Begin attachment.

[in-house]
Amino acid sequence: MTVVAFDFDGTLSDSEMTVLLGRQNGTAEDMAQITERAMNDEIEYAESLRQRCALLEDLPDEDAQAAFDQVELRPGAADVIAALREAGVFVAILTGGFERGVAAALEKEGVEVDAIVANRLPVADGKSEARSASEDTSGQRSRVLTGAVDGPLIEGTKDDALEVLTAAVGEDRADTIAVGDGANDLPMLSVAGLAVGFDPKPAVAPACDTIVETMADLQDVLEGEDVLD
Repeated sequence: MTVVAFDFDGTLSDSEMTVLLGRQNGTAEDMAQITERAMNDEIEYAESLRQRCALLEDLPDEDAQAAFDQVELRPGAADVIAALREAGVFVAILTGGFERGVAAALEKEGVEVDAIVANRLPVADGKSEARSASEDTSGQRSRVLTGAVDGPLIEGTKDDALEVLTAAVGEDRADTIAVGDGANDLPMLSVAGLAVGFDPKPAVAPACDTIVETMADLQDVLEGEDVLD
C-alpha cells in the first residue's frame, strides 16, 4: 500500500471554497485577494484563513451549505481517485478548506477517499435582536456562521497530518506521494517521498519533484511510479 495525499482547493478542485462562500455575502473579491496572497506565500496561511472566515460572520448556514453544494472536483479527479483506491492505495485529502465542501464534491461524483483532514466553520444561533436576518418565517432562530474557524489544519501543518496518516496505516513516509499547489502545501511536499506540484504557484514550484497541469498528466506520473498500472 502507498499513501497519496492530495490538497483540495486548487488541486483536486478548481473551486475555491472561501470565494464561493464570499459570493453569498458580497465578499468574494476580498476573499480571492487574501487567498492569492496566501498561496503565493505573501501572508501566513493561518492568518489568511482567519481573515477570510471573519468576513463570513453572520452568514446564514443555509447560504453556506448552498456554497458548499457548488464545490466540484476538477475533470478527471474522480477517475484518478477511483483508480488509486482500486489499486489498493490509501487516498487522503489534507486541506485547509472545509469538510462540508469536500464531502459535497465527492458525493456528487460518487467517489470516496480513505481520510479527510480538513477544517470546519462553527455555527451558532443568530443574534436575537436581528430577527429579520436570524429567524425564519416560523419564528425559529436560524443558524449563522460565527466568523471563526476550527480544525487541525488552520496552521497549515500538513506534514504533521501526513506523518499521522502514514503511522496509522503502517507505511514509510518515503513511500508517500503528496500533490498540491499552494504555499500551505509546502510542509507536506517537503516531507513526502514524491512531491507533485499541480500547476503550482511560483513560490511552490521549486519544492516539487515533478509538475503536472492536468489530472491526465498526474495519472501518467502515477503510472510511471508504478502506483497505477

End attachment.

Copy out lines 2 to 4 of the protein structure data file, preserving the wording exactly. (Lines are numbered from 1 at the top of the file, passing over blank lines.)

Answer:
Amino acid sequence: MTVVAFDFDGTLSDSEMTVLLGRQNGTAEDMAQITERAMNDEIEYAESLRQRCALLEDLPDEDAQAAFDQVELRPGAADVIAALREAGVFVAILTGGFERGVAAALEKEGVEVDAIVANRLPVADGKSEARSASEDTSGQRSRVLTGAVDGPLIEGTKDDALEVLTAAVGEDRADTIAVGDGANDLPMLSVAGLAVGFDPKPAVAPACDTIVETMADLQDVLEGEDVLD
Repeated sequence: MTVVAFDFDGTLSDSEMTVLLGRQNGTAEDMAQITERAMNDEIEYAESLRQRCALLEDLPDEDAQAAFDQVELRPGAADVIAALREAGVFVAILTGGFERGVAAALEKEGVEVDAIVANRLPVADGKSEARSASEDTSGQRSRVLTGAVDGPLIEGTKDDALEVLTAAVGEDRADTIAVGDGANDLPMLSVAGLAVGFDPKPAVAPACDTIVETMADLQDVLEGEDVLD
C-alpha cells in the first residue's frame, strides 16, 4: 500500500471554497485577494484563513451549505481517485478548506477517499435582536456562521497530518506521494517521498519533484511510479 495525499482547493478542485462562500455575502473579491496572497506565500496561511472566515460572520448556514453544494472536483479527479483506491492505495485529502465542501464534491461524483483532514466553520444561533436576518418565517432562530474557524489544519501543518496518516496505516513516509499547489502545501511536499506540484504557484514550484497541469498528466506520473498500472 502507498499513501497519496492530495490538497483540495486548487488541486483536486478548481473551486475555491472561501470565494464561493464570499459570493453569498458580497465578499468574494476580498476573499480571492487574501487567498492569492496566501498561496503565493505573501501572508501566513493561518492568518489568511482567519481573515477570510471573519468576513463570513453572520452568514446564514443555509447560504453556506448552498456554497458548499457548488464545490466540484476538477475533470478527471474522480477517475484518478477511483483508480488509486482500486489499486489498493490509501487516498487522503489534507486541506485547509472545509469538510462540508469536500464531502459535497465527492458525493456528487460518487467517489470516496480513505481520510479527510480538513477544517470546519462553527455555527451558532443568530443574534436575537436581528430577527429579520436570524429567524425564519416560523419564528425559529436560524443558524449563522460565527466568523471563526476550527480544525487541525488552520496552521497549515500538513506534514504533521501526513506523518499521522502514514503511522496509522503502517507505511514509510518515503513511500508517500503528496500533490498540491499552494504555499500551505509546502510542509507536506517537503516531507513526502514524491512531491507533485499541480500547476503550482511560483513560490511552490521549486519544492516539487515533478509538475503536472492536468489530472491526465498526474495519472501518467502515477503510472510511471508504478502506483497505477